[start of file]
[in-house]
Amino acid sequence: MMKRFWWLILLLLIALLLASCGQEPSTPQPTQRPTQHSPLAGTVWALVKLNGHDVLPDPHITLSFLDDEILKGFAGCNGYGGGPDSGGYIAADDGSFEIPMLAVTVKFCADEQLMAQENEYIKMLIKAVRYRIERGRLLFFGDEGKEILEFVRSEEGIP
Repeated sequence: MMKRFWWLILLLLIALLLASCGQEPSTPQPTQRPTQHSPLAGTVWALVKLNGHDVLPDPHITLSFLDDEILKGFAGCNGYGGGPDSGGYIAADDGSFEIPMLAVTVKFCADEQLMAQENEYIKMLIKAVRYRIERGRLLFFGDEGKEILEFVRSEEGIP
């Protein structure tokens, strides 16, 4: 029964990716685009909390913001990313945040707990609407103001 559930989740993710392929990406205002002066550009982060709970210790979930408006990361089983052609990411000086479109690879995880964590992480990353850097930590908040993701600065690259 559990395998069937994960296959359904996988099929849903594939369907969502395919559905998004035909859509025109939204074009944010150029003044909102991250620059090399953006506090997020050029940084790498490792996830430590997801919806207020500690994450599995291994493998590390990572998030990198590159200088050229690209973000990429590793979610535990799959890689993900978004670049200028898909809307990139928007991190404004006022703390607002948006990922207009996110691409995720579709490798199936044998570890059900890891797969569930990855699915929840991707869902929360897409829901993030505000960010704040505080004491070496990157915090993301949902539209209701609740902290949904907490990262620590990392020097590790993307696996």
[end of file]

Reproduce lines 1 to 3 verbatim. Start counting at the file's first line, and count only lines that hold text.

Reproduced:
[in-house]
Amino acid sequence: MMKRFWWLILLLLIALLLASCGQEPSTPQPTQRPTQHSPLAGTVWALVKLNGHDVLPDPHITLSFLDDEILKGFAGCNGYGGGPDSGGYIAADDGSFEIPMLAVTVKFCADEQLMAQENEYIKMLIKAVRYRIERGRLLFFGDEGKEILEFVRSEEGIP
Repeated sequence: MMKRFWWLILLLLIALLLASCGQEPSTPQPTQRPTQHSPLAGTVWALVKLNGHDVLPDPHITLSFLDDEILKGFAGCNGYGGGPDSGGYIAADDGSFEIPMLAVTVKFCADEQLMAQENEYIKMLIKAVRYRIERGRLLFFGDEGKEILEFVRSEEGIP